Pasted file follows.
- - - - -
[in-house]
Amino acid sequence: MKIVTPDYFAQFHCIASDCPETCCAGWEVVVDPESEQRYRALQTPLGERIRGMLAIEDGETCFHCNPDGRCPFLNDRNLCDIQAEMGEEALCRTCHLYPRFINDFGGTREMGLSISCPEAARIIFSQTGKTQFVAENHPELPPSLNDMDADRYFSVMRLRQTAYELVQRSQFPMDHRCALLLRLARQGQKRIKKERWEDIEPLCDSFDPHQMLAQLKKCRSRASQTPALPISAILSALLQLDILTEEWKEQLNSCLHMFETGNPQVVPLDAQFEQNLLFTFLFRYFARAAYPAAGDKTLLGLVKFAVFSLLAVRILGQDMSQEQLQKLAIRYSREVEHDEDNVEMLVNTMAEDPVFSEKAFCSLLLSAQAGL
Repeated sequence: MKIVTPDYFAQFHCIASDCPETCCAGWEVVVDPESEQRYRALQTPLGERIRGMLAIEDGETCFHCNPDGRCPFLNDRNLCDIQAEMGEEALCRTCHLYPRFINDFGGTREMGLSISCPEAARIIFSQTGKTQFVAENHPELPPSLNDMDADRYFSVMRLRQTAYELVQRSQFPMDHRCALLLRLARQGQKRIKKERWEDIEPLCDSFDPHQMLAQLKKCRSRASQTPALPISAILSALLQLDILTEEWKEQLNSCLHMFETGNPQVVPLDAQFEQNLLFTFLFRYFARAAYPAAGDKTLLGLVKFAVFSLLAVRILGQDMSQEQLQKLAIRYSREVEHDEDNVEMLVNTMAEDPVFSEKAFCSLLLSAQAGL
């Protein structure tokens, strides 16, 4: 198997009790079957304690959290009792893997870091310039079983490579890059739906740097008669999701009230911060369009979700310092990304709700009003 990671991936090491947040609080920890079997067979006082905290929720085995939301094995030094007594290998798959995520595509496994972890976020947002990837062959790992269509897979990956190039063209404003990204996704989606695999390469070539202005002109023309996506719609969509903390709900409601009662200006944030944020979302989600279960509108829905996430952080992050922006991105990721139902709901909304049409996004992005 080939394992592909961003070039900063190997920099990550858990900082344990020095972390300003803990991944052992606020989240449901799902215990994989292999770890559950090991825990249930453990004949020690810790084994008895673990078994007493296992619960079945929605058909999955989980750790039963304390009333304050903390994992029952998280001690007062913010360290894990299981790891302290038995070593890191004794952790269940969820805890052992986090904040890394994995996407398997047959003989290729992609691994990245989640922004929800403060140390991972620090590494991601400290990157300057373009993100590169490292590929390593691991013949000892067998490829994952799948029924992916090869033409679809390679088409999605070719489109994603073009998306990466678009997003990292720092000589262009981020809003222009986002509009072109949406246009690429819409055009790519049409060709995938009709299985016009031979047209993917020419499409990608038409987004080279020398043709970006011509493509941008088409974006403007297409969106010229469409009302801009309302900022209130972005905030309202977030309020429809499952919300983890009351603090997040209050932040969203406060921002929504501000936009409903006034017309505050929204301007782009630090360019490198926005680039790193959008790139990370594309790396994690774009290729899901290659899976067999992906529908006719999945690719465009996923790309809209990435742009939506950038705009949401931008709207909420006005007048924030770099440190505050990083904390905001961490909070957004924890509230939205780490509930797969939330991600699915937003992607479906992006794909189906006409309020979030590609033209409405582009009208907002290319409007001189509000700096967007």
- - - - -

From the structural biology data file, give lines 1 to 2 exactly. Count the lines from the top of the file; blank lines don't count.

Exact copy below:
[in-house]
Amino acid sequence: MKIVTPDYFAQFHCIASDCPETCCAGWEVVVDPESEQRYRALQTPLGERIRGMLAIEDGETCFHCNPDGRCPFLNDRNLCDIQAEMGEEALCRTCHLYPRFINDFGGTREMGLSISCPEAARIIFSQTGKTQFVAENHPELPPSLNDMDADRYFSVMRLRQTAYELVQRSQFPMDHRCALLLRLARQGQKRIKKERWEDIEPLCDSFDPHQMLAQLKKCRSRASQTPALPISAILSALLQLDILTEEWKEQLNSCLHMFETGNPQVVPLDAQFEQNLLFTFLFRYFARAAYPAAGDKTLLGLVKFAVFSLLAVRILGQDMSQEQLQKLAIRYSREVEHDEDNVEMLVNTMAEDPVFSEKAFCSLLLSAQAGL